Love in the time of coronavirus: part 3

Building relationship resilience during self-isolation

Developing relationship mindfulness

Be kindIn my previous post, I introduced the idea of building relationship resilience by taking responsibility for how we behave during stressful times. In this post, I’d like to write about how to use mindfulness to increase your relationship self-awareness and your awareness of your partner.

Mindful awareness of your partner

If we want to change our behaviour towards our partner, then it can also help to raise our awareness of our partner using mindfulness. You might already have used a mindfulness app, or (even better) gone on an 8-week Mindfulness-based Stress Reduction course. Jon Kabat-Zinn’s definition of mindfulness is the gold standard. He states that mindfulness is not about clearing your head of unwelcome thoughts, or controlling the way you feel. It is a mental stance we take towards our experience He describes it as:

“awareness that arises through paying attention, on purpose, in the present moment, non-judgementally…in the service of self-understanding and wisdom” 


Dr. Alan Fruzzetti in his self-help book for high conflict couples describes some everyday relationship mindfulness exercises you could do to increase your compassionate awareness of your partner. Here are three of them that I’ve adapted:

  • Simply notice your partner when she or he is doing something near you that you are not involved in (e.g. reading the paper, playing with your child, sleeping, folding laundry). Notice your reactions too, but bring your attention gently and promptly back to your partner. Try to separate your judgments from your descriptive observations.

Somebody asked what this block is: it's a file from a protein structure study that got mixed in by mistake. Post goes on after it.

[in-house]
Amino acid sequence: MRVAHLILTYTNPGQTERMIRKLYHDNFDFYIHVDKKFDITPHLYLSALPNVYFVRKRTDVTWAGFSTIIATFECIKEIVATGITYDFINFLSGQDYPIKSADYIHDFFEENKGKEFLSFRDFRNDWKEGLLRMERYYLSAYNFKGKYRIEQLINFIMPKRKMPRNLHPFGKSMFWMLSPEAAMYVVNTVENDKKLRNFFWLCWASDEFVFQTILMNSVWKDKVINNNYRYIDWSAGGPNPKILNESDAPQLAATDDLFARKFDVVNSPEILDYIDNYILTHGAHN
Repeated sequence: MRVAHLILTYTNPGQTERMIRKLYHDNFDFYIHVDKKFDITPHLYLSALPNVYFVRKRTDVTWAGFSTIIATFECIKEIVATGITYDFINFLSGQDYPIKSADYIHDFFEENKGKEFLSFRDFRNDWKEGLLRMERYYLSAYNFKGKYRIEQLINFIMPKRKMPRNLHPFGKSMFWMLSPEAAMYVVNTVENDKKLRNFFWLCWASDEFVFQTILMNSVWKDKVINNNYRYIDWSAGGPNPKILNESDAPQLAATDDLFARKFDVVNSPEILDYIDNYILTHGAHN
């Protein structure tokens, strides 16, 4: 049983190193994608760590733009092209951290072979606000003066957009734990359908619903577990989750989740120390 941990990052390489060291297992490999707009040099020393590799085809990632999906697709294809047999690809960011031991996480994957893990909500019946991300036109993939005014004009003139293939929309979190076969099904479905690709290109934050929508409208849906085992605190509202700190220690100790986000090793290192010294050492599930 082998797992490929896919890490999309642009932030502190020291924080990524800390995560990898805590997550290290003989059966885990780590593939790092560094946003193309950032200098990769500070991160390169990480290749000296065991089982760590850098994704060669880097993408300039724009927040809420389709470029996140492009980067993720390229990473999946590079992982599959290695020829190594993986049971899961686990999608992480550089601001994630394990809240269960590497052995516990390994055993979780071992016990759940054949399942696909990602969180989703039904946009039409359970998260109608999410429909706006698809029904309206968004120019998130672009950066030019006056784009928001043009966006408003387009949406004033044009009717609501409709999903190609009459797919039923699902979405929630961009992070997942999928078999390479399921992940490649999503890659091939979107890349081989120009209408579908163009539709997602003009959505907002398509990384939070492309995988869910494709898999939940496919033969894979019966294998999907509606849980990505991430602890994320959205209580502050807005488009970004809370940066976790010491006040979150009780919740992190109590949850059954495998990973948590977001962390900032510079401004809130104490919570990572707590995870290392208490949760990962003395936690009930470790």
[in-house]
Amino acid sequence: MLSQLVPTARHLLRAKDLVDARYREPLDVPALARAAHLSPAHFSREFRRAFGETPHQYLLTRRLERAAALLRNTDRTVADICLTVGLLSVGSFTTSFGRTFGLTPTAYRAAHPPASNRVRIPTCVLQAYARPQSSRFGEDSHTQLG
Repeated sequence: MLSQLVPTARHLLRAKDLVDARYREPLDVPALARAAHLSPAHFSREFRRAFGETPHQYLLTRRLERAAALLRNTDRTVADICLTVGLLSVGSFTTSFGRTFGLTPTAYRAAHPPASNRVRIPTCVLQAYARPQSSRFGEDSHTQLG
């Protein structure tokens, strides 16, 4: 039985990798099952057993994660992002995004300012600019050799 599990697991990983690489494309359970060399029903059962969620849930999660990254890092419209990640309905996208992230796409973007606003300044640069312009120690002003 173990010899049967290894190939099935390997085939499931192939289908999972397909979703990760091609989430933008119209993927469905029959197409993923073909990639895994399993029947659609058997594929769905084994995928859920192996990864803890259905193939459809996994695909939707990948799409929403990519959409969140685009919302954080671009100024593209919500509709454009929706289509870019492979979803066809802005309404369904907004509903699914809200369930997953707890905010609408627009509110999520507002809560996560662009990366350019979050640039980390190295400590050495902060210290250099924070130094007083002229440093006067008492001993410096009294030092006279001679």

• When your partner is talking to someone else, notice and describe what she or he is saying and doing. Be curious about what you think she or he is thinking, wanting and feeling, based only on your observations. Again, notice any judgments but try to separate them from your observations. Open your heart by extending empathy, love, and compassion towards your partner.
  • Practice listening mindfully to your partner (in a non-conflict situation). Listen for understanding. Again, be curious about what you think she or he is thinking, wanting and feeling, based only on your observations. Again, extend empathy, love, and compassion for your partner. When you respond to your partner, try to show that you get how they feel by validating them. Let them know that you sympathise and understand using simple phrases such as, “that sounds really hard”, or “it seems like that really moved you”.

Mindful self-awareness

When you notice that your partner is: 1) doing something that you don’t like, or 2) is not doing something that you think they should do, or 3) not doing it the way you think it should be done, that’s a cue to practise mindfulness of your own reactions. Try doing the following:

  • Pause and take a moment to notice any physical or emotional signs of irritation or frustration, such as tensing or bracing.